Ruchir Sharma has rightly punctured dreams of a sustained reopening boom in China (Opinion, May possibly 21). Certainly, old China hands see its economy as a distant (but far bigger) echo of Japan’s at its 1990 peak, and for the similar factors — weakening demographics and as well considerably debt fuelling as well considerably investment, in Japan’s case corporate investment, in China’s case infrastructure and residential house.
China is also experiencing the similar US protectionist backlash as Japan did then. This time, although, a sluggish Chinese economy could have far more severe worldwide ramifications, and not just in terms of weakening demand for raw supplies such as iron ore and copper. Germany, which lengthy ago hitched its wagon to China’s star, and benefited hugely from exports of vehicles and machinery could now endure from China’s drive for self-sufficiency. Its automobile exports to China are falling, even though Chinese brands are squeezing out German tends to make domestically and are poised to invade the EU industry.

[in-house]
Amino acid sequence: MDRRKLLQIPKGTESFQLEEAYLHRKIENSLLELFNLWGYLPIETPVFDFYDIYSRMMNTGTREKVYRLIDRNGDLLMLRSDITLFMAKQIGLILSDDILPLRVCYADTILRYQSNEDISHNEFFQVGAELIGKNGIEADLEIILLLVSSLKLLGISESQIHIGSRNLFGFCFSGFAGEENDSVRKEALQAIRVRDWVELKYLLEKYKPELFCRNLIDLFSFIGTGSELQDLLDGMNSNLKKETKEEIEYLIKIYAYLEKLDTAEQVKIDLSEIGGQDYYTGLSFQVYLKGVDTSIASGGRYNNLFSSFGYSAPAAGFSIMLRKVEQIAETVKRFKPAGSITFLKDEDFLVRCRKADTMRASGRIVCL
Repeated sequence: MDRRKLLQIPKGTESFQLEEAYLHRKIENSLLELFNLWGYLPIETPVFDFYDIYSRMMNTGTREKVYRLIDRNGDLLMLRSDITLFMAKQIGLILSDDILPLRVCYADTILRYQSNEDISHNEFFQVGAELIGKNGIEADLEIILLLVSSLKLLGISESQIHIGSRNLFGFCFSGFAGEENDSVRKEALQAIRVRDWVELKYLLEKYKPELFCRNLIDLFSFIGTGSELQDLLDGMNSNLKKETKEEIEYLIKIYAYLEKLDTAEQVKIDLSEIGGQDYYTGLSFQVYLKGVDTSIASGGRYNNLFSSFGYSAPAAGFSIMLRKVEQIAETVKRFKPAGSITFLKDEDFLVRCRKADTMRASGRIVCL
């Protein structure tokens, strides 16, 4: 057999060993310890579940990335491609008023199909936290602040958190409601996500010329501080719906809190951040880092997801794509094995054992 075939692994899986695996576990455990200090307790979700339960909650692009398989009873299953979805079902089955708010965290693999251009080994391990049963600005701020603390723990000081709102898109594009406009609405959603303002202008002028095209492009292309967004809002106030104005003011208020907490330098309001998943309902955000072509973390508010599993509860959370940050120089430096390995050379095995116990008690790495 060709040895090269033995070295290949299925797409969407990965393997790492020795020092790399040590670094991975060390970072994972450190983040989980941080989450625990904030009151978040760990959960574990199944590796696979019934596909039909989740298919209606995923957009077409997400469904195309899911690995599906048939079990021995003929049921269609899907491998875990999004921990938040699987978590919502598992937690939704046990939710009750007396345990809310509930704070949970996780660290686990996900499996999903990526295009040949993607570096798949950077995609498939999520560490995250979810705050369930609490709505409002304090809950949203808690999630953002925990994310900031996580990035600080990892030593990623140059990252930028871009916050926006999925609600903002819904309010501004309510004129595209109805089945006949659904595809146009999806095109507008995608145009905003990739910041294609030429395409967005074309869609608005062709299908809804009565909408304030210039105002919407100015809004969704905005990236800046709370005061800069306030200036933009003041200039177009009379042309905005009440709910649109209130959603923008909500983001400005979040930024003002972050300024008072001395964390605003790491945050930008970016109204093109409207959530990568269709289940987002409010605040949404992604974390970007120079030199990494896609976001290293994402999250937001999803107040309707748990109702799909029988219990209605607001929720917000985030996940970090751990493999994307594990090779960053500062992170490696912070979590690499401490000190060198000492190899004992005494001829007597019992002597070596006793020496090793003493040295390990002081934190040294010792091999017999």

And what are Chinese domestic investors undertaking — getting gold at a premium to planet costs. Not a sign of self-confidence in their personal economy.
London KT1, UK